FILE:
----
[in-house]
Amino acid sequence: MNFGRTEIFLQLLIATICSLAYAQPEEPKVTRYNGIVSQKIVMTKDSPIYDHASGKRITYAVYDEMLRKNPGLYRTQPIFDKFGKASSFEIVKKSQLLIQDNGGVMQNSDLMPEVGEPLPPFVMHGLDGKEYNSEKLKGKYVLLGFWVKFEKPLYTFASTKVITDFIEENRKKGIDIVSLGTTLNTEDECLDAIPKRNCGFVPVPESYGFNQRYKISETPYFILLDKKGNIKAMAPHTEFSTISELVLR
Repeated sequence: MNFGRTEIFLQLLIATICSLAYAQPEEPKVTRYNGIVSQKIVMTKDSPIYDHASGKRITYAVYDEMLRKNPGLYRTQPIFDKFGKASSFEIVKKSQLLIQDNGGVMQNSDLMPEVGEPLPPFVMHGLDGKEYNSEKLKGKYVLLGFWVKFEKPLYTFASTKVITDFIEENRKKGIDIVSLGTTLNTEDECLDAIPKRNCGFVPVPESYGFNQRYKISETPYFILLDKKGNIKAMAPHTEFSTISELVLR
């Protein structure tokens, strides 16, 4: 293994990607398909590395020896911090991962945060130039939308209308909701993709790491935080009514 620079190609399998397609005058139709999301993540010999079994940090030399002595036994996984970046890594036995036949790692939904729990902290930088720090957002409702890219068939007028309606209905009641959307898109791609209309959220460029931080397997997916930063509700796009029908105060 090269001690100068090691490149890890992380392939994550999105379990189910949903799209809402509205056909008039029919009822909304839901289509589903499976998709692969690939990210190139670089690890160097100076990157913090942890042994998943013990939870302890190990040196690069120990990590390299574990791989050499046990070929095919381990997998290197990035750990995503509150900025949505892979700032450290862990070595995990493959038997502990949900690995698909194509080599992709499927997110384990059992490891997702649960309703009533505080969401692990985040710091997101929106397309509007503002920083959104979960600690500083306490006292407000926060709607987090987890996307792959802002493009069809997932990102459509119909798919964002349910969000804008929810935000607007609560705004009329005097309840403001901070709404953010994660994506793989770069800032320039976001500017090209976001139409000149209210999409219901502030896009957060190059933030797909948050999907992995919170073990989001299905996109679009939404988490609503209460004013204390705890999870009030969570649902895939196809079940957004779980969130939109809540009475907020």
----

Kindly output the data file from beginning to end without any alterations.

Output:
[in-house]
Amino acid sequence: MNFGRTEIFLQLLIATICSLAYAQPEEPKVTRYNGIVSQKIVMTKDSPIYDHASGKRITYAVYDEMLRKNPGLYRTQPIFDKFGKASSFEIVKKSQLLIQDNGGVMQNSDLMPEVGEPLPPFVMHGLDGKEYNSEKLKGKYVLLGFWVKFEKPLYTFASTKVITDFIEENRKKGIDIVSLGTTLNTEDECLDAIPKRNCGFVPVPESYGFNQRYKISETPYFILLDKKGNIKAMAPHTEFSTISELVLR
Repeated sequence: MNFGRTEIFLQLLIATICSLAYAQPEEPKVTRYNGIVSQKIVMTKDSPIYDHASGKRITYAVYDEMLRKNPGLYRTQPIFDKFGKASSFEIVKKSQLLIQDNGGVMQNSDLMPEVGEPLPPFVMHGLDGKEYNSEKLKGKYVLLGFWVKFEKPLYTFASTKVITDFIEENRKKGIDIVSLGTTLNTEDECLDAIPKRNCGFVPVPESYGFNQRYKISETPYFILLDKKGNIKAMAPHTEFSTISELVLR
């Protein structure tokens, strides 16, 4: 293994990607398909590395020896911090991962945060130039939308209308909701993709790491935080009514 620079190609399998397609005058139709999301993540010999079994940090030399002595036994996984970046890594036995036949790692939904729990902290930088720090957002409702890219068939007028309606209905009641959307898109791609209309959220460029931080397997997916930063509700796009029908105060 090269001690100068090691490149890890992380392939994550999105379990189910949903799209809402509205056909008039029919009822909304839901289509589903499976998709692969690939990210190139670089690890160097100076990157913090942890042994998943013990939870302890190990040196690069120990990590390299574990791989050499046990070929095919381990997998290197990035750990995503509150900025949505892979700032450290862990070595995990493959038997502990949900690995698909194509080599992709499927997110384990059992490891997702649960309703009533505080969401692990985040710091997101929106397309509007503002920083959104979960600690500083306490006292407000926060709607987090987890996307792959802002493009069809997932990102459509119909798919964002349910969000804008929810935000607007609560705004009329005097309840403001901070709404953010994660994506793989770069800032320039976001500017090209976001139409000149209210999409219901502030896009957060190059933030797909948050999907992995919170073990989001299905996109679009939404988490609503209460004013204390705890999870009030969570649902895939196809079940957004779980969130939109809540009475907020």